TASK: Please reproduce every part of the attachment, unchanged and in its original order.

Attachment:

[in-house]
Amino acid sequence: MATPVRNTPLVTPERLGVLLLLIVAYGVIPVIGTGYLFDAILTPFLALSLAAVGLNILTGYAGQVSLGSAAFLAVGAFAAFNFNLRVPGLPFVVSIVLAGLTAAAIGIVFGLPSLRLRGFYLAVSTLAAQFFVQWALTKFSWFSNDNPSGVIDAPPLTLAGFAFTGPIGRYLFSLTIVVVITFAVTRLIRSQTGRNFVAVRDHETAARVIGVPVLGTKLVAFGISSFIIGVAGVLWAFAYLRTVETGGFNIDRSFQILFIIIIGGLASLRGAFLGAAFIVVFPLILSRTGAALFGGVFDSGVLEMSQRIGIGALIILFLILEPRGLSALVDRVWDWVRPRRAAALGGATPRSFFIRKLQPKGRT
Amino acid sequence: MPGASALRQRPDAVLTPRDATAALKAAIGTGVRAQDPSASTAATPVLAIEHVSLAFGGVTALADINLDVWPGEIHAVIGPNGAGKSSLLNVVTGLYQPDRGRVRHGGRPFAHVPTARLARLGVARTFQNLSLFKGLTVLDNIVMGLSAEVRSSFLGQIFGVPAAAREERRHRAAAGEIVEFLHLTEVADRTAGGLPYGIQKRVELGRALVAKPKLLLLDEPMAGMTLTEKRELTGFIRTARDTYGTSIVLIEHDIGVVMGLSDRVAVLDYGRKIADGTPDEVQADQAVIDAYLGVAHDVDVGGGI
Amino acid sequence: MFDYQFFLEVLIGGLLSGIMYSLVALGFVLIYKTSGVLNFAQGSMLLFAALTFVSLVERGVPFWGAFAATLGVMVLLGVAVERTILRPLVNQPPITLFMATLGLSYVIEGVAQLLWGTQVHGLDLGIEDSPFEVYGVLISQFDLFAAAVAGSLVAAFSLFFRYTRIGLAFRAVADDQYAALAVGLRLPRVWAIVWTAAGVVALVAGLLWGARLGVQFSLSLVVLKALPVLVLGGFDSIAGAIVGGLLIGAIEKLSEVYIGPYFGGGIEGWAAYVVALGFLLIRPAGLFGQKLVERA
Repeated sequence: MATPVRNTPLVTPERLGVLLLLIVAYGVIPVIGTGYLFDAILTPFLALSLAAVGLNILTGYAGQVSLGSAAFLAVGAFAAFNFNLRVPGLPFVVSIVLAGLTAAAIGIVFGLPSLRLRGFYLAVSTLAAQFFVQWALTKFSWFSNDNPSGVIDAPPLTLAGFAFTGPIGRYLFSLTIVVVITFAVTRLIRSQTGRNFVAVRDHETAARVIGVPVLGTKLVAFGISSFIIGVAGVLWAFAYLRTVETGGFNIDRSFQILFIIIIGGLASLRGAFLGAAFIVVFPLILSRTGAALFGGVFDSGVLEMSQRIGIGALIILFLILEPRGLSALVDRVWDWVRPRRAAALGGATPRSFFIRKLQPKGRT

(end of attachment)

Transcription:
[in-house]
Amino acid sequence: MATPVRNTPLVTPERLGVLLLLIVAYGVIPVIGTGYLFDAILTPFLALSLAAVGLNILTGYAGQVSLGSAAFLAVGAFAAFNFNLRVPGLPFVVSIVLAGLTAAAIGIVFGLPSLRLRGFYLAVSTLAAQFFVQWALTKFSWFSNDNPSGVIDAPPLTLAGFAFTGPIGRYLFSLTIVVVITFAVTRLIRSQTGRNFVAVRDHETAARVIGVPVLGTKLVAFGISSFIIGVAGVLWAFAYLRTVETGGFNIDRSFQILFIIIIGGLASLRGAFLGAAFIVVFPLILSRTGAALFGGVFDSGVLEMSQRIGIGALIILFLILEPRGLSALVDRVWDWVRPRRAAALGGATPRSFFIRKLQPKGRT
Amino acid sequence: MPGASALRQRPDAVLTPRDATAALKAAIGTGVRAQDPSASTAATPVLAIEHVSLAFGGVTALADINLDVWPGEIHAVIGPNGAGKSSLLNVVTGLYQPDRGRVRHGGRPFAHVPTARLARLGVARTFQNLSLFKGLTVLDNIVMGLSAEVRSSFLGQIFGVPAAAREERRHRAAAGEIVEFLHLTEVADRTAGGLPYGIQKRVELGRALVAKPKLLLLDEPMAGMTLTEKRELTGFIRTARDTYGTSIVLIEHDIGVVMGLSDRVAVLDYGRKIADGTPDEVQADQAVIDAYLGVAHDVDVGGGI
Amino acid sequence: MFDYQFFLEVLIGGLLSGIMYSLVALGFVLIYKTSGVLNFAQGSMLLFAALTFVSLVERGVPFWGAFAATLGVMVLLGVAVERTILRPLVNQPPITLFMATLGLSYVIEGVAQLLWGTQVHGLDLGIEDSPFEVYGVLISQFDLFAAAVAGSLVAAFSLFFRYTRIGLAFRAVADDQYAALAVGLRLPRVWAIVWTAAGVVALVAGLLWGARLGVQFSLSLVVLKALPVLVLGGFDSIAGAIVGGLLIGAIEKLSEVYIGPYFGGGIEGWAAYVVALGFLLIRPAGLFGQKLVERA
Repeated sequence: MATPVRNTPLVTPERLGVLLLLIVAYGVIPVIGTGYLFDAILTPFLALSLAAVGLNILTGYAGQVSLGSAAFLAVGAFAAFNFNLRVPGLPFVVSIVLAGLTAAAIGIVFGLPSLRLRGFYLAVSTLAAQFFVQWALTKFSWFSNDNPSGVIDAPPLTLAGFAFTGPIGRYLFSLTIVVVITFAVTRLIRSQTGRNFVAVRDHETAARVIGVPVLGTKLVAFGISSFIIGVAGVLWAFAYLRTVETGGFNIDRSFQILFIIIIGGLASLRGAFLGAAFIVVFPLILSRTGAALFGGVFDSGVLEMSQRIGIGALIILFLILEPRGLSALVDRVWDWVRPRRAAALGGATPRSFFIRKLQPKGRT